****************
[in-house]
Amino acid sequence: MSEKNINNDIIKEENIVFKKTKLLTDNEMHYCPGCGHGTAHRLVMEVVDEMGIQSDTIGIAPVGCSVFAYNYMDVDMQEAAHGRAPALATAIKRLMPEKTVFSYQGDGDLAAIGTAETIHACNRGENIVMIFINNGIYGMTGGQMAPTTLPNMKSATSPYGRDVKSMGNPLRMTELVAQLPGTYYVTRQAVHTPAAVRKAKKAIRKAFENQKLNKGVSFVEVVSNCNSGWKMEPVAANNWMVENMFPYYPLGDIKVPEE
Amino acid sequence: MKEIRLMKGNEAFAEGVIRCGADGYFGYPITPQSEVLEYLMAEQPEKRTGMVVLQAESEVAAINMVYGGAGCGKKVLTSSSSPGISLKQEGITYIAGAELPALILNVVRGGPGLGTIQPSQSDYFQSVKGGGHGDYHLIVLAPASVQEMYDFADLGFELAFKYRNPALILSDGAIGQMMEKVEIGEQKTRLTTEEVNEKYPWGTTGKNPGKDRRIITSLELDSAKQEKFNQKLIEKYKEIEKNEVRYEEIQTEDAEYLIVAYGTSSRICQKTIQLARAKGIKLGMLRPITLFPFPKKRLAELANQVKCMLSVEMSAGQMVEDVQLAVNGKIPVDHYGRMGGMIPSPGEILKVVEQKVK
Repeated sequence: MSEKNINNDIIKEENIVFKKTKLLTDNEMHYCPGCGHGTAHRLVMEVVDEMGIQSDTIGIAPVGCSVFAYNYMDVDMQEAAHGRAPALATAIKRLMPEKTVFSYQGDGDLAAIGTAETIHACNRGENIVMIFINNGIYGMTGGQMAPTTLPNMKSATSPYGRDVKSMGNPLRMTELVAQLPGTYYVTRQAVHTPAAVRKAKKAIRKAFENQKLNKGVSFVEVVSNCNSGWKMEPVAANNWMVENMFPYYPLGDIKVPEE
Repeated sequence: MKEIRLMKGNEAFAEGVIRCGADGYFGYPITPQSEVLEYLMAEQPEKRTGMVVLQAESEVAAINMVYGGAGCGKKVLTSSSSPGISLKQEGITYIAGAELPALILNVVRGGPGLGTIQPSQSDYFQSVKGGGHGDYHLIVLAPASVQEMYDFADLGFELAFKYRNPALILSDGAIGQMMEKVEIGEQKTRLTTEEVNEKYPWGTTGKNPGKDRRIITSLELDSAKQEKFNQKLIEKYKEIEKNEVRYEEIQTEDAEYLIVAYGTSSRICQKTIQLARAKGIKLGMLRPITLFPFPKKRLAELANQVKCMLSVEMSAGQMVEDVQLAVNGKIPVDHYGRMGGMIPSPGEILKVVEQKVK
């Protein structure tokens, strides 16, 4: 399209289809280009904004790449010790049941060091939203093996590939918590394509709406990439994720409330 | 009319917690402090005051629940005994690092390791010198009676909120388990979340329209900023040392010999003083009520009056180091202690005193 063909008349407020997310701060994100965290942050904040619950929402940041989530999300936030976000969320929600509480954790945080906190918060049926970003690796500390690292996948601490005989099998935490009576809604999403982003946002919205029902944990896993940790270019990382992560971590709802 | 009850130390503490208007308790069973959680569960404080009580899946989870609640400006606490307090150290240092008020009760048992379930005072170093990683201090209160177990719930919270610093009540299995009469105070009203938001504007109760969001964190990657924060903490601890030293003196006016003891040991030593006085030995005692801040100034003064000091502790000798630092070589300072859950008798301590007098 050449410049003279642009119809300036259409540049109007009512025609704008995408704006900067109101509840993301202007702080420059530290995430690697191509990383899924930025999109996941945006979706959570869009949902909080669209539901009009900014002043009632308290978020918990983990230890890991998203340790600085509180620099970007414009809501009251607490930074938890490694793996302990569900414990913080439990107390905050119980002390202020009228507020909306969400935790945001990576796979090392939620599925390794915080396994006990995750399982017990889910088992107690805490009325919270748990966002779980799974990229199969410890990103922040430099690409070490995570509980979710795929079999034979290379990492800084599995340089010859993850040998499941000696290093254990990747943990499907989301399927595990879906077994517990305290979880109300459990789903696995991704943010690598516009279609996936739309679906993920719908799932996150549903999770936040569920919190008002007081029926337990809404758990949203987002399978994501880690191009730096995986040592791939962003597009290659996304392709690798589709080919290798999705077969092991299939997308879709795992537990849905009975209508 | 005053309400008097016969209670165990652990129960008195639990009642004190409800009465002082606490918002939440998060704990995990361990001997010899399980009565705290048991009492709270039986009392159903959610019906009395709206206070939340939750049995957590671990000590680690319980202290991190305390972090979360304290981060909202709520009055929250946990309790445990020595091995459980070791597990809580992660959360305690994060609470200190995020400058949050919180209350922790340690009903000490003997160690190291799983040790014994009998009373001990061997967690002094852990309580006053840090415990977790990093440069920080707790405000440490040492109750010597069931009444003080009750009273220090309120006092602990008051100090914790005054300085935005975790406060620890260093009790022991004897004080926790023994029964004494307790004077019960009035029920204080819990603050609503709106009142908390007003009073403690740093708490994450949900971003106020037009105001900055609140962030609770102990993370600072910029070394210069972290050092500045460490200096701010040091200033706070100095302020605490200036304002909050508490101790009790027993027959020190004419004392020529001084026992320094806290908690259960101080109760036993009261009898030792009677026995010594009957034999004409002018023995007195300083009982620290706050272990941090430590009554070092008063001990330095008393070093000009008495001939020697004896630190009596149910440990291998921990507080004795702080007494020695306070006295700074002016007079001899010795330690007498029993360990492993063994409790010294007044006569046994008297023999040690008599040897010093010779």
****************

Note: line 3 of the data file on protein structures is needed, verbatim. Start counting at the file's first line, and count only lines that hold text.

Amino acid sequence: MKEIRLMKGNEAFAEGVIRCGADGYFGYPITPQSEVLEYLMAEQPEKRTGMVVLQAESEVAAINMVYGGAGCGKKVLTSSSSPGISLKQEGITYIAGAELPALILNVVRGGPGLGTIQPSQSDYFQSVKGGGHGDYHLIVLAPASVQEMYDFADLGFELAFKYRNPALILSDGAIGQMMEKVEIGEQKTRLTTEEVNEKYPWGTTGKNPGKDRRIITSLELDSAKQEKFNQKLIEKYKEIEKNEVRYEEIQTEDAEYLIVAYGTSSRICQKTIQLARAKGIKLGMLRPITLFPFPKKRLAELANQVKCMLSVEMSAGQMVEDVQLAVNGKIPVDHYGRMGGMIPSPGEILKVVEQKVK